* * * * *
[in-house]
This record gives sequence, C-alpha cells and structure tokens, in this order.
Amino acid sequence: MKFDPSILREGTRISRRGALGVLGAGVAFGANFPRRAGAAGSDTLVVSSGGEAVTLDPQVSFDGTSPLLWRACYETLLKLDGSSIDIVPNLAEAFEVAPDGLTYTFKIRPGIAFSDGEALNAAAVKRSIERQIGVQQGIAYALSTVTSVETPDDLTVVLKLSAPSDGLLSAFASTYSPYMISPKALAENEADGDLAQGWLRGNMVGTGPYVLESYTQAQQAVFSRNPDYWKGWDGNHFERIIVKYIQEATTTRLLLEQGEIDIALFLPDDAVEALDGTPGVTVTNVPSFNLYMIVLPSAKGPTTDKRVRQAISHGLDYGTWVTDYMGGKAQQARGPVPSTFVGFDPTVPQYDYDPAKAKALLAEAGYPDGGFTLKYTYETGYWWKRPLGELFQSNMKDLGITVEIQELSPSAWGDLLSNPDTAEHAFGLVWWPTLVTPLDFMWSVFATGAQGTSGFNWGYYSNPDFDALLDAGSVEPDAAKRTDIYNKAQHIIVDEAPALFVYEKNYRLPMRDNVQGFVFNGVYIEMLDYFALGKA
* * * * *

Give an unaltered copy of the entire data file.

[in-house]
This record gives sequence, C-alpha cells and structure tokens, in this order.
Amino acid sequence: MKFDPSILREGTRISRRGALGVLGAGVAFGANFPRRAGAAGSDTLVVSSGGEAVTLDPQVSFDGTSPLLWRACYETLLKLDGSSIDIVPNLAEAFEVAPDGLTYTFKIRPGIAFSDGEALNAAAVKRSIERQIGVQQGIAYALSTVTSVETPDDLTVVLKLSAPSDGLLSAFASTYSPYMISPKALAENEADGDLAQGWLRGNMVGTGPYVLESYTQAQQAVFSRNPDYWKGWDGNHFERIIVKYIQEATTTRLLLEQGEIDIALFLPDDAVEALDGTPGVTVTNVPSFNLYMIVLPSAKGPTTDKRVRQAISHGLDYGTWVTDYMGGKAQQARGPVPSTFVGFDPTVPQYDYDPAKAKALLAEAGYPDGGFTLKYTYETGYWWKRPLGELFQSNMKDLGITVEIQELSPSAWGDLLSNPDTAEHAFGLVWWPTLVTPLDFMWSVFATGAQGTSGFNWGYYSNPDFDALLDAGSVEPDAAKRTDIYNKAQHIIVDEAPALFVYEKNYRLPMRDNVQGFVFNGVYIEMLDYFALGKA